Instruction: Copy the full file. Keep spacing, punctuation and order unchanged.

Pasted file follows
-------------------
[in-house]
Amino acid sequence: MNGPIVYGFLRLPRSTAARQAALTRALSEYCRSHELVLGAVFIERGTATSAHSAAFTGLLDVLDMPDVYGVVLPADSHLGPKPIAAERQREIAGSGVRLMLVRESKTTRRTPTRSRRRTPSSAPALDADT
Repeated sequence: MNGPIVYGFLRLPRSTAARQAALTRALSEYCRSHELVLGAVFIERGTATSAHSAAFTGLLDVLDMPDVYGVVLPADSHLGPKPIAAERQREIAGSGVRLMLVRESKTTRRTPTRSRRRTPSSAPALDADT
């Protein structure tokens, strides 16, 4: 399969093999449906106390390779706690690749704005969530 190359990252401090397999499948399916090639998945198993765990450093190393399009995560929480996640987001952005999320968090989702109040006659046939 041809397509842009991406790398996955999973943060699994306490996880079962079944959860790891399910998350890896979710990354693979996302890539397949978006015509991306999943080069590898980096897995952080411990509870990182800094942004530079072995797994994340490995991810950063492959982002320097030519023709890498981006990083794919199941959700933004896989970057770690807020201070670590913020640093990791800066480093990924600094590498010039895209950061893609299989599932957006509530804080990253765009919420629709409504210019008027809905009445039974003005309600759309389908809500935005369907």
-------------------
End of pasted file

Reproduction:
[in-house]
Amino acid sequence: MNGPIVYGFLRLPRSTAARQAALTRALSEYCRSHELVLGAVFIERGTATSAHSAAFTGLLDVLDMPDVYGVVLPADSHLGPKPIAAERQREIAGSGVRLMLVRESKTTRRTPTRSRRRTPSSAPALDADT
Repeated sequence: MNGPIVYGFLRLPRSTAARQAALTRALSEYCRSHELVLGAVFIERGTATSAHSAAFTGLLDVLDMPDVYGVVLPADSHLGPKPIAAERQREIAGSGVRLMLVRESKTTRRTPTRSRRRTPSSAPALDADT
């Protein structure tokens, strides 16, 4: 399969093999449906106390390779706690690749704005969530 190359990252401090397999499948399916090639998945198993765990450093190393399009995560929480996640987001952005999320968090989702109040006659046939 041809397509842009991406790398996955999973943060699994306490996880079962079944959860790891399910998350890896979710990354693979996302890539397949978006015509991306999943080069590898980096897995952080411990509870990182800094942004530079072995797994994340490995991810950063492959982002320097030519023709890498981006990083794919199941959700933004896989970057770690807020201070670590913020640093990791800066480093990924600094590498010039895209950061893609299989599932957006509530804080990253765009919420629709409504210019008027809905009445039974003005309600759309389908809500935005369907």